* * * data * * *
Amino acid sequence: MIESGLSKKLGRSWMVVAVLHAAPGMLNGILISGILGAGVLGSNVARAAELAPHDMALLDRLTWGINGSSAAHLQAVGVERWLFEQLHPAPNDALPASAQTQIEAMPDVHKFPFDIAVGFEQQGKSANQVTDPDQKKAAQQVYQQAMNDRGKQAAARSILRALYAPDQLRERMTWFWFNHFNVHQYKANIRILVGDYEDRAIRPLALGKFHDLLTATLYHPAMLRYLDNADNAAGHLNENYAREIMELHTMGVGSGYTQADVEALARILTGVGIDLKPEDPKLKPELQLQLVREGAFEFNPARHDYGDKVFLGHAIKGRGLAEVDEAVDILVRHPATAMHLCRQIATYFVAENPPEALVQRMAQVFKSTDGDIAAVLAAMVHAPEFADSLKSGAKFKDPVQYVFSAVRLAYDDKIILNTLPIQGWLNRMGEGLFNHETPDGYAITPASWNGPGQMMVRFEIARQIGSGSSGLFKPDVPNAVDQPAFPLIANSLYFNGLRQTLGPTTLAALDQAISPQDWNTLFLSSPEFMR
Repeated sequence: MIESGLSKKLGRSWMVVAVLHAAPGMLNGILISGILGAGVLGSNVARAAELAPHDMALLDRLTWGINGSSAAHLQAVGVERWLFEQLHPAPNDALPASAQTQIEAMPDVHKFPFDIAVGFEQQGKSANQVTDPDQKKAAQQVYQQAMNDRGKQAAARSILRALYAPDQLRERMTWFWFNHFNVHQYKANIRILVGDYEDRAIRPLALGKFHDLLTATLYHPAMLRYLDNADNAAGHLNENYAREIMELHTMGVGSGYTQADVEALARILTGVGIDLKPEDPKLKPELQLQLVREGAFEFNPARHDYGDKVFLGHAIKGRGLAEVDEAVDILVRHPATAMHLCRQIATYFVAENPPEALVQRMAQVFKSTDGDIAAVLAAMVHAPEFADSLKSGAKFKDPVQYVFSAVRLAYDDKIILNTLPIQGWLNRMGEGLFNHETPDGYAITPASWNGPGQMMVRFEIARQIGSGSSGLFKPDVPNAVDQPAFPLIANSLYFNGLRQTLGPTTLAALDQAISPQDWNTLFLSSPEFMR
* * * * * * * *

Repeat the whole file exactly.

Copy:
Amino acid sequence: MIESGLSKKLGRSWMVVAVLHAAPGMLNGILISGILGAGVLGSNVARAAELAPHDMALLDRLTWGINGSSAAHLQAVGVERWLFEQLHPAPNDALPASAQTQIEAMPDVHKFPFDIAVGFEQQGKSANQVTDPDQKKAAQQVYQQAMNDRGKQAAARSILRALYAPDQLRERMTWFWFNHFNVHQYKANIRILVGDYEDRAIRPLALGKFHDLLTATLYHPAMLRYLDNADNAAGHLNENYAREIMELHTMGVGSGYTQADVEALARILTGVGIDLKPEDPKLKPELQLQLVREGAFEFNPARHDYGDKVFLGHAIKGRGLAEVDEAVDILVRHPATAMHLCRQIATYFVAENPPEALVQRMAQVFKSTDGDIAAVLAAMVHAPEFADSLKSGAKFKDPVQYVFSAVRLAYDDKIILNTLPIQGWLNRMGEGLFNHETPDGYAITPASWNGPGQMMVRFEIARQIGSGSSGLFKPDVPNAVDQPAFPLIANSLYFNGLRQTLGPTTLAALDQAISPQDWNTLFLSSPEFMR
Repeated sequence: MIESGLSKKLGRSWMVVAVLHAAPGMLNGILISGILGAGVLGSNVARAAELAPHDMALLDRLTWGINGSSAAHLQAVGVERWLFEQLHPAPNDALPASAQTQIEAMPDVHKFPFDIAVGFEQQGKSANQVTDPDQKKAAQQVYQQAMNDRGKQAAARSILRALYAPDQLRERMTWFWFNHFNVHQYKANIRILVGDYEDRAIRPLALGKFHDLLTATLYHPAMLRYLDNADNAAGHLNENYAREIMELHTMGVGSGYTQADVEALARILTGVGIDLKPEDPKLKPELQLQLVREGAFEFNPARHDYGDKVFLGHAIKGRGLAEVDEAVDILVRHPATAMHLCRQIATYFVAENPPEALVQRMAQVFKSTDGDIAAVLAAMVHAPEFADSLKSGAKFKDPVQYVFSAVRLAYDDKIILNTLPIQGWLNRMGEGLFNHETPDGYAITPASWNGPGQMMVRFEIARQIGSGSSGLFKPDVPNAVDQPAFPLIANSLYFNGLRQTLGPTTLAALDQAISPQDWNTLFLSSPEFMR